From the parched California coast to soaring water bills in New York, this episode of Reveal takes an in-depth look at water issues around the country.
Reporters track down water guzzlers in the Golden State, where some people are using millions of gallons of water in the middle of a historic drought. But their identities are kept secret.
Further southeast, we explore a fight for clean drinking water that’s been raging for decades along the Texas-Mexico border. To the west of Texas, we travel to a desert to unveil an aspect of the global thirst for water. And from the desert, we head to New York City, where the buildings aren’t the only things climbing sky high. Water bills are skyrocketing – what’s behind this and whom does it affect?
Secret super water guzzlers
Got green? Those with money sure do – both in their pockets and around their houses in the form of sprawling lawns and towering hedges.
If you didn’t know California was experiencing a historic drought, driving through the streets of Beverly Hills and Bel Air would only keep you in the dark. The area is lush and dazzling. Streets bask in the healthy green glow of the abundant trees, grass and plants growing carelessly about.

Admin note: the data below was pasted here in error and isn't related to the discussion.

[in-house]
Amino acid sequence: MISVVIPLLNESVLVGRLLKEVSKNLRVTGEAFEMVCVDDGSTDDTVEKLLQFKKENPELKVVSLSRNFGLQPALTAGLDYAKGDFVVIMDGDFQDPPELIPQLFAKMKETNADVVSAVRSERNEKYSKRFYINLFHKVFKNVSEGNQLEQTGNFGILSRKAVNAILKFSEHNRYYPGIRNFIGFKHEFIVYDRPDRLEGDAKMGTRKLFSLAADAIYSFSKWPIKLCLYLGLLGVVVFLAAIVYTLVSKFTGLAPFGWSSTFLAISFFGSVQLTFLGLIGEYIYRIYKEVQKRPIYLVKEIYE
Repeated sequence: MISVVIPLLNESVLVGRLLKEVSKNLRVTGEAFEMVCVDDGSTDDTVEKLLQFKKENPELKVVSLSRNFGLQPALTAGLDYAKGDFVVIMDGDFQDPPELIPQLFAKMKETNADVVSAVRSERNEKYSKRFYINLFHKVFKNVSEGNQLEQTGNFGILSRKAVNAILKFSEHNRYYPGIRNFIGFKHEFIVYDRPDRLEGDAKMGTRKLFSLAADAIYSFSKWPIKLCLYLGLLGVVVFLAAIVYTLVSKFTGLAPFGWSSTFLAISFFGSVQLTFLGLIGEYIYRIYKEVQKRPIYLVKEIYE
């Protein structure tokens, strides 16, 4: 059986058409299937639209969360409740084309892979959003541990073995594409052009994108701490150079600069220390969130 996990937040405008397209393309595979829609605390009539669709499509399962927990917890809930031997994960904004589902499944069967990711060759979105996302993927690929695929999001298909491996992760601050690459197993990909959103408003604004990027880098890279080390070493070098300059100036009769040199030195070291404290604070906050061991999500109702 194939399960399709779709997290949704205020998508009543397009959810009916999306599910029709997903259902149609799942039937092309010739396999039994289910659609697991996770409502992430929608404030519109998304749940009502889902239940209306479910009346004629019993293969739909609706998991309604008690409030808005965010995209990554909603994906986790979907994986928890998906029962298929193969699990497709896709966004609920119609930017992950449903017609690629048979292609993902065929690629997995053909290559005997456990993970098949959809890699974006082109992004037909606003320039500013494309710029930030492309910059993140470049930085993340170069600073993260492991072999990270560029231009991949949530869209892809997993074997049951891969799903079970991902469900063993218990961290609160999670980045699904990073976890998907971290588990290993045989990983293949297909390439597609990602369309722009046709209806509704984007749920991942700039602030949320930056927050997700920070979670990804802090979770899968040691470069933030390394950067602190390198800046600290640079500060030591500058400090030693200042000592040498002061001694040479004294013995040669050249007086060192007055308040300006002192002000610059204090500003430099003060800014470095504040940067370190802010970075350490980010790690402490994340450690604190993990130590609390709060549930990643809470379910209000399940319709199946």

Unsurprisingly, some of the state’s biggest known water users live here.
But finding out exactly who they are isn’t easy. Reveal reporters go on the hunt for extreme water bingers in the rain-starved Golden State. These super-users are living in homes consuming millions of gallons of water a year.
So who are these guzzlers? And why are they allowed to keep their yards green?
But not a drop to drink ...
Clean drinking water isn’t a problem most of us worry about in the United States today. But there are still communities in our country where water is brown or green out of the tap. It’s got stuff floating in it. It smells bad.
Neena Satija of our partner The Texas Tribune heads to two Texas towns that sit along the Mexican border to meet with residents who’ve fought for drinkable tap water for decades.
Growing hay a world away
What happens when your ancient desert springs start drying up? Why, you find another source, of course!
Saudi Arabia is almost out of water. For decades, farmers drilled for groundwater to transform their deserts into irrigated fields suitable for crops. Note how the area in the Wadi As-Sirhan Basin changed between 1987 and 2000.
Reveal’s Nathan Halverson and Ike Sriskandarajah don’t travel quite that far to get the story.
Last year, Saudi Arabia’s largest dairy company, Almarai, bought 9,600 acres of land in a desert in the American Southwest. The company then converted it into hay fields to feed – get this – cows back home.
Water bills bleeding them dry
We’ve talked a lot about areas without water and the problems that arise, but here’s a look at another side of it.
New York City gets more than 50 inches of rain and snow a year, but the cost of its water has almost tripled over the past 15 years.
Reporters Kat Aaron and Matthew Schuerman of public radio station WNYC explain why and take a look at how these soaring rates are affecting low-income New Yorkers.